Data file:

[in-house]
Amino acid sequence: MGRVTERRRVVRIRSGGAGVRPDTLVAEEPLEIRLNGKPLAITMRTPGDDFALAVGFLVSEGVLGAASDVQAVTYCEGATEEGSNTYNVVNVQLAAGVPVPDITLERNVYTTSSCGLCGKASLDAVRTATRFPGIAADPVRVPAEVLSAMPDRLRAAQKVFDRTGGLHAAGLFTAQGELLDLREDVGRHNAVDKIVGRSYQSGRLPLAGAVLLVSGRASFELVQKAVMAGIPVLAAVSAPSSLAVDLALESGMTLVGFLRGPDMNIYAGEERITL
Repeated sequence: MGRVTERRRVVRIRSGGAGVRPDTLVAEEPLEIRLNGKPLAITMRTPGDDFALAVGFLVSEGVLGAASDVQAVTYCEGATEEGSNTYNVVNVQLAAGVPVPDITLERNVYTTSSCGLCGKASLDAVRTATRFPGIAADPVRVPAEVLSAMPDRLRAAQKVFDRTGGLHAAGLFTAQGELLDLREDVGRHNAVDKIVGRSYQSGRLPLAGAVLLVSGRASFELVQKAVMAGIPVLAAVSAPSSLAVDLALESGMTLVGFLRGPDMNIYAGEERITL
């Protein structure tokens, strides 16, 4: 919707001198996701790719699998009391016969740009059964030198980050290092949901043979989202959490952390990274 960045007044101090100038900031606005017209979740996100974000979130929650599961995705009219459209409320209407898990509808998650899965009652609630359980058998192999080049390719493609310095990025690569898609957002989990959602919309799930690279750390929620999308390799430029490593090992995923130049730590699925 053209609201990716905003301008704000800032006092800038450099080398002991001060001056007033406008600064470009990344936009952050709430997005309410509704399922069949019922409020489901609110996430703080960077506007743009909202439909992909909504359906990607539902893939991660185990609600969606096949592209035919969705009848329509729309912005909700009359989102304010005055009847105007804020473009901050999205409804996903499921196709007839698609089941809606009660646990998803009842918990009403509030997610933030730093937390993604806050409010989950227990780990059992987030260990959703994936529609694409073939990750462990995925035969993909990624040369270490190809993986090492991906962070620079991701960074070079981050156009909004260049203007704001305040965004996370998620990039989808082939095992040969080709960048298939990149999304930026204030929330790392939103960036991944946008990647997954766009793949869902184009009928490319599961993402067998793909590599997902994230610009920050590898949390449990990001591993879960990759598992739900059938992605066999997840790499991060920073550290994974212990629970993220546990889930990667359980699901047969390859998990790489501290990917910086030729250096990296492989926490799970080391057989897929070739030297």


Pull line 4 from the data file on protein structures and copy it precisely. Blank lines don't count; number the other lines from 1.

């Protein structure tokens, strides 16, 4: 919707001198996701790719699998009391016969740009059964030198980050290092949901043979989202959490952390990274 960045007044101090100038900031606005017209979740996100974000979130929650599961995705009219459209409320209407898990509808998650899965009652609630359980058998192999080049390719493609310095990025690569898609957002989990959602919309799930690279750390929620999308390799430029490593090992995923130049730590699925 053209609201990716905003301008704000800032006092800038450099080398002991001060001056007033406008600064470009990344936009952050709430997005309410509704399922069949019922409020489901609110996430703080960077506007743009909202439909992909909504359906990607539902893939991660185990609600969606096949592209035919969705009848329509729309912005909700009359989102304010005055009847105007804020473009901050999205409804996903499921196709007839698609089941809606009660646990998803009842918990009403509030997610933030730093937390993604806050409010989950227990780990059992987030260990959703994936529609694409073939990750462990995925035969993909990624040369270490190809993986090492991906962070620079991701960074070079981050156009909004260049203007704001305040965004996370998620990039989808082939095992040969080709960048298939990149999304930026204030929330790392939103960036991944946008990647997954766009793949869902184009009928490319599961993402067998793909590599997902994230610009920050590898949390449990990001591993879960990759598992739900059938992605066999997840790499991060920073550290994974212990629970993220546990889930990667359980699901047969390859998990790489501290990917910086030729250096990296492989926490799970080391057989897929070739030297």